Something old, something new... something borrowed, something blue… and a silver sixpence in her shoe.”
If you have gotten married or are a bride to be, chances are you have been asked by a friend or family member if you have collected the items in this well-known poem for your wedding day. I personally combined a few and borrowed my mother’s blue bridal garter for my wedding, covering the borrowed and blue in one item. But where did this poem come from and why is it a wedding tradition?
I did a little digging. The poem is an old English rhyme whose exact origins are not known, but it was often recited during Victorian era nuptials. Per the poem, the bride must collect the five objects from friends and family. These pieces are intended to bring the bride good luck and often they are cherished heirlooms or family treasures that have been handed down.
The items that the bride must obtain do have meaning. Something old represents continuity; something new offers optimism for the future; something borrowed symbolizes borrowed happiness; something blue stands for purity, love, and fidelity; and a sixpence in your shoe is a wish for good fortune and prosperity.
“A sixpence in her shoe” remains a largely British custom. The sixpence is an English coin that was minted beginning in 1558 and continued until 1967. Sixpence are no longer minted in England and are becoming rare. According to tradition, during the early 1600s the lord of the manor presented a sixpence to the bride as a wedding gift. Toward the end of the 17th century, it became the custom for the bride’s parents to give the sixpence as a dowry gift to the groom. As time went on the custom of using the sixpence as a good luck coin continued into the 1800s. Today brides throughout England, the U.S. and other countries worldwide, still place a sixpence in their left shoe for good luck.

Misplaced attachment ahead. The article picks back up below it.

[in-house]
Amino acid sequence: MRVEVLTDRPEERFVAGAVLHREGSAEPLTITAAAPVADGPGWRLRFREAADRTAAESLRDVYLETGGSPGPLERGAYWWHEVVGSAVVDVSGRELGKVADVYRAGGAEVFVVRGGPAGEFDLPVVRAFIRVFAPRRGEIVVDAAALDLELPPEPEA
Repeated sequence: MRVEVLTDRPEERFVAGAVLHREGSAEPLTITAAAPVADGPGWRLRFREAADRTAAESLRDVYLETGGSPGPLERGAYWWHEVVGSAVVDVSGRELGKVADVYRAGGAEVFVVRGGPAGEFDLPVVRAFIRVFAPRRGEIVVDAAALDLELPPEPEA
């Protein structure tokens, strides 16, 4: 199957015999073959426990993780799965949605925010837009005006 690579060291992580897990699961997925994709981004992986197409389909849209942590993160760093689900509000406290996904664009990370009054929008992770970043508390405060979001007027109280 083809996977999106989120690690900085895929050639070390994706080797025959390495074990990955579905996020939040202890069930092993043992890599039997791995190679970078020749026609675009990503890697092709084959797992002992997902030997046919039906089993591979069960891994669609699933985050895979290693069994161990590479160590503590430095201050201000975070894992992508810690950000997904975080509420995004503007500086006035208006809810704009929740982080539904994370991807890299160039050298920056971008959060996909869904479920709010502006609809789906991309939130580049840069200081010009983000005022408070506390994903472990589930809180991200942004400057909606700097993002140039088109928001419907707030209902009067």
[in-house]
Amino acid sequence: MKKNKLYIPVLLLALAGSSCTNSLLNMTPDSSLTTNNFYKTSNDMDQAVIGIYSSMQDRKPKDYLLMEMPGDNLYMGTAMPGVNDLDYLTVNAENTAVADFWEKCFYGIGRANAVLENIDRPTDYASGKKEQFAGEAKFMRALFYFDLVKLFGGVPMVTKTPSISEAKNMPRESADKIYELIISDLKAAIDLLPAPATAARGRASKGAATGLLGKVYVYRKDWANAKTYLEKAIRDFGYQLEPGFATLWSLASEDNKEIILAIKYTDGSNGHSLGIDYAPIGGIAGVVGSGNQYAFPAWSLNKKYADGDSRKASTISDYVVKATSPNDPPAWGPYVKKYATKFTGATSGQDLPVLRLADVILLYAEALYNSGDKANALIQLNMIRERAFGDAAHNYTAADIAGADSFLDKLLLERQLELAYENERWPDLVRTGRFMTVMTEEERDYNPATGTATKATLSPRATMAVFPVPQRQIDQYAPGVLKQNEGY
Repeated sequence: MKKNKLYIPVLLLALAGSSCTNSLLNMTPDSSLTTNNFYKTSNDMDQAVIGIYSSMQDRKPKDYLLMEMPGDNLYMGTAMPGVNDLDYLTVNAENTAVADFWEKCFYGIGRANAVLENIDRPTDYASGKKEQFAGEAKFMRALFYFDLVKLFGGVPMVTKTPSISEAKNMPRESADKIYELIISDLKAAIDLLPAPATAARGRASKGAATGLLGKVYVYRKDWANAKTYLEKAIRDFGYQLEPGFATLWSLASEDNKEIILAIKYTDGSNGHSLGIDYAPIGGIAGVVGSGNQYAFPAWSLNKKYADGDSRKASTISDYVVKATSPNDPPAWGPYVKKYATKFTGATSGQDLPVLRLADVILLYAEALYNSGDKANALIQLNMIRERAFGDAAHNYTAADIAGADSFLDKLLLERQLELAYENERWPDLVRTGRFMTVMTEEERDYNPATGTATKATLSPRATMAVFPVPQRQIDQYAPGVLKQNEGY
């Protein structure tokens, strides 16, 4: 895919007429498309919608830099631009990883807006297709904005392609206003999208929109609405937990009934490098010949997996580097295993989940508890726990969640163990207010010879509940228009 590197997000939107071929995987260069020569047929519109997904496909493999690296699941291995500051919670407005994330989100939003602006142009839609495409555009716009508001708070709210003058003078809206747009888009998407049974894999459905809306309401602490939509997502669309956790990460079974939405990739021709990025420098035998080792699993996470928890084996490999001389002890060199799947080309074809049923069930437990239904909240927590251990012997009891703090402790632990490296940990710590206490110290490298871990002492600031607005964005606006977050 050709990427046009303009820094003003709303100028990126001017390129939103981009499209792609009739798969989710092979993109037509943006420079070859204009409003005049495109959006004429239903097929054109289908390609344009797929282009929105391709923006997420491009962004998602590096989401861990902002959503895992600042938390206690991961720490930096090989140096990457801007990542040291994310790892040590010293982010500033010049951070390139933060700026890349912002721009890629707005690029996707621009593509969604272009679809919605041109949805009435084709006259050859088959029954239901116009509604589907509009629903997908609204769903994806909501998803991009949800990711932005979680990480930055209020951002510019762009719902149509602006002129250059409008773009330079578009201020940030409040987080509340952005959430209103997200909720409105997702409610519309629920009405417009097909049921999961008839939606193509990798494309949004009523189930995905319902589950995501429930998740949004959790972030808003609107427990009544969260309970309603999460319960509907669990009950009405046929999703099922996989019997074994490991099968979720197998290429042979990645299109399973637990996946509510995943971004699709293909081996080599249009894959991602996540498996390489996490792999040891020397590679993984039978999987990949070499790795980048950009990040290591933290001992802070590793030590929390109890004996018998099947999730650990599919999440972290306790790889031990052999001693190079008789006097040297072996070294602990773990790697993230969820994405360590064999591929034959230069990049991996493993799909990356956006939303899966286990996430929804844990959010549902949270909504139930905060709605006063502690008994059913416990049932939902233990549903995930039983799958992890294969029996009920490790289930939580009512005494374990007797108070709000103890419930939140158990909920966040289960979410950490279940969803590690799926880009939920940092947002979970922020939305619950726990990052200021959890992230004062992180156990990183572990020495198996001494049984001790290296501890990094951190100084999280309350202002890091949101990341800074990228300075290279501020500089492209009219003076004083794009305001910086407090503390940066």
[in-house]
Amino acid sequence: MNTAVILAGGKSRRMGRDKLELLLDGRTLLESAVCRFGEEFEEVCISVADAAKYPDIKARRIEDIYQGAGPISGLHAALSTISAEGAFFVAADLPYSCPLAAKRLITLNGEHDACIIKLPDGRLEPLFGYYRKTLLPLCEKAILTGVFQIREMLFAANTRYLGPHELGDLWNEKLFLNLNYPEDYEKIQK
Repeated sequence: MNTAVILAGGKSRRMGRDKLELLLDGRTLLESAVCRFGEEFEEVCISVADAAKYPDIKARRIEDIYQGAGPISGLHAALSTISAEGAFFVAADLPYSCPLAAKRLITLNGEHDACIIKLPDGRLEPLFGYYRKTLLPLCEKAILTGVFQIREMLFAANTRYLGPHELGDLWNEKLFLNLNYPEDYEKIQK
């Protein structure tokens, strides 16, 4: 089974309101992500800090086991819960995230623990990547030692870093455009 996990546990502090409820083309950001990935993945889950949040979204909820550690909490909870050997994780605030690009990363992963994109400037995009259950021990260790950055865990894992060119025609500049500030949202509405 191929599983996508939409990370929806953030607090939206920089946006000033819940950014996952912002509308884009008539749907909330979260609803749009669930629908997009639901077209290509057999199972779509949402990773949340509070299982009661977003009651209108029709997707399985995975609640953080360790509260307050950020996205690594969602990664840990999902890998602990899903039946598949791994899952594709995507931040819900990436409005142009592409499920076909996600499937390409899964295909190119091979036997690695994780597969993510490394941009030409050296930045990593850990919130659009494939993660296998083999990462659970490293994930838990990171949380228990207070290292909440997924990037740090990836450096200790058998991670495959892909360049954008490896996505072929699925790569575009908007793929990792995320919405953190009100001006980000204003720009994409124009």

We asked Yakima Valley Bride Facebook followers what items they collected for their wedding day. Here are a few fun responses:
Something old. The brooch didn’t look like anything special, but it was special to my family. It had been worn for four generations in every woman’s wedding in the family, and I was to wear it on the day of my wedding as well. I wore it proudly on the front center of my dress as I walked down the aisle, proud to carry on the tradition of the beautiful cameo."
Something old: My spandex, LOL. Something new: My wedding dress. Something borrowed: A pair of pearl earrings and a necklace. Something blue: My bouquet had blue flowers in it.
My wedding dress was new and blue!